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Old 17-12-2012, 07:30   #1
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Son Says Radar

I sail in New England, 90% in Maine, though I may venture further south.
Never used radar, but my son, an excellent sailor, is fierce for me to get it. Who does not use radar? Who wouldn't be without it? If you have it, and a chartplotter, would you have been in deep trouble without the radar? What about AIS, which I also do not have? (I do rig two radar reflectors, and stay out of shipping lanes in poor visibility. I've been through dicey places with gps and fog horn, but I don't deny that past is not prologue.) I'm asking now because the mast is down for re-rigging.
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Old 17-12-2012, 07:50   #2
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Re: son says radar

Get the Radar- if your out there enough it will pay for the yacht over and over again- Once I got mine, i would never want to be with out one- Here's why- I don't know how many times I took a long shot and could not make it back to a new port at night and the radar saved my bacon-all it takes is once , and its worth it- I have mine over layed on the chart- or if a fog rolls onto you, and other boats in the area -
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Old 17-12-2012, 07:57   #3
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Get both. You'll be stressed paying for it and less stressed from that point forward.
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Old 17-12-2012, 08:10   #4
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Re: son says radar

The argument for a radar is much weaker if you have a chart plotter.

In my pre-radar and pre-chart plotter days in Maine, I worried much more about hitting a rock than a boat. That's because there are many more rocks in Maine than boats, they don't make much noise (except a too late sound of surf), and they make no effort to watch out for you.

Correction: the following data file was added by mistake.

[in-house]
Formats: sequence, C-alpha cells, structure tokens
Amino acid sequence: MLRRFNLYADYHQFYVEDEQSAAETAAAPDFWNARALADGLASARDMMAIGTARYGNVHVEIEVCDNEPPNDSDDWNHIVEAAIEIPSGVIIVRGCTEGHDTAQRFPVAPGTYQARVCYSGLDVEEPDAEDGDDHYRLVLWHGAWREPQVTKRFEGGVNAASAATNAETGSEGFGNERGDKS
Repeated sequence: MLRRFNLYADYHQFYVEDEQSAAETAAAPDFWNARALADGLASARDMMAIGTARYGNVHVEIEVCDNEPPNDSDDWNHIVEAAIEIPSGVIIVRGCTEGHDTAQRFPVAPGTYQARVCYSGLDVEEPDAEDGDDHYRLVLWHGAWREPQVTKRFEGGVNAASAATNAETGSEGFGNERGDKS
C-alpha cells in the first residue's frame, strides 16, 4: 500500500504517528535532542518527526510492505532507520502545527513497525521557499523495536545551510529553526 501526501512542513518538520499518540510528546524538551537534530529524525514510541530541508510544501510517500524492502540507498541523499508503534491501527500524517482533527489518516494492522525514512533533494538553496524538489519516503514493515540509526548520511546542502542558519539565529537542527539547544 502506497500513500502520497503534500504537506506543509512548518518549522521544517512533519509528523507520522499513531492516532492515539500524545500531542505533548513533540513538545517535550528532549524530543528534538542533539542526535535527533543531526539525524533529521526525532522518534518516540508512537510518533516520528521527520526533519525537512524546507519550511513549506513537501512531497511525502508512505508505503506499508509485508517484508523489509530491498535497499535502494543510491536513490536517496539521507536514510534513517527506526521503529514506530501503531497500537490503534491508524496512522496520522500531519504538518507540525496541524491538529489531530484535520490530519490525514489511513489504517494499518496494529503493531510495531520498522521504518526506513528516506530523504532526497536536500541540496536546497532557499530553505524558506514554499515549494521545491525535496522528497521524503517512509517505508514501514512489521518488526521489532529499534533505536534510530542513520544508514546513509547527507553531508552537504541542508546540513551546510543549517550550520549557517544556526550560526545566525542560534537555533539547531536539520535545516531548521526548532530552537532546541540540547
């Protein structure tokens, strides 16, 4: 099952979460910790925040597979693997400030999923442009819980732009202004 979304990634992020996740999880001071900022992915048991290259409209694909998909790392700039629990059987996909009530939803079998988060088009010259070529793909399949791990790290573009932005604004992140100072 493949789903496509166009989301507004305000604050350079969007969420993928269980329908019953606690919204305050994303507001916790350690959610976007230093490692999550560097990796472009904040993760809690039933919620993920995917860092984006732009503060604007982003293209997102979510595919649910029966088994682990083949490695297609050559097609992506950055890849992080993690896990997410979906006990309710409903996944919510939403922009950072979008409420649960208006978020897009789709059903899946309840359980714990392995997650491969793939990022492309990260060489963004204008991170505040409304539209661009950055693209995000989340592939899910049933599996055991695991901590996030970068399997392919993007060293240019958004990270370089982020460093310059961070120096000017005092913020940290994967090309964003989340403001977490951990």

Frankly using radar is a pain in the neck. You can't really helm and use radar effectively at the same time. I'm always on autopilot when using the radar.

And now that the Nova Scotia Cat is gone, the only really scary ship in the waters is not a problem. Lobster boats won't hit you (but come close to have some fun). So the worry is just other pleasure boats of which there are few to worry about in Maine on a foggy day and those few have radar

Still, there will be several times a season when having a radar will take away that stressful moment of "Do you hear a boat?"

Carl
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Old 17-12-2012, 08:18   #5
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Re: son says radar

I never had radar until I started cruising New England. In Florida, if you're socked in by fog, it will be gone by 10am. In Maine you can be fog bound for days or suddenly covered mid-day. You can rely on your GPS for your position, but not for those who are boldly moving with their own radar. You may expect that you are providing an obvious target with your radar reflectors, but only you're own radar will give you data about those that may be causing you risk. The great majority of your traffic will not be sending any AIS data. I'd get the radar.
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Old 17-12-2012, 08:38   #6
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Re: son says radar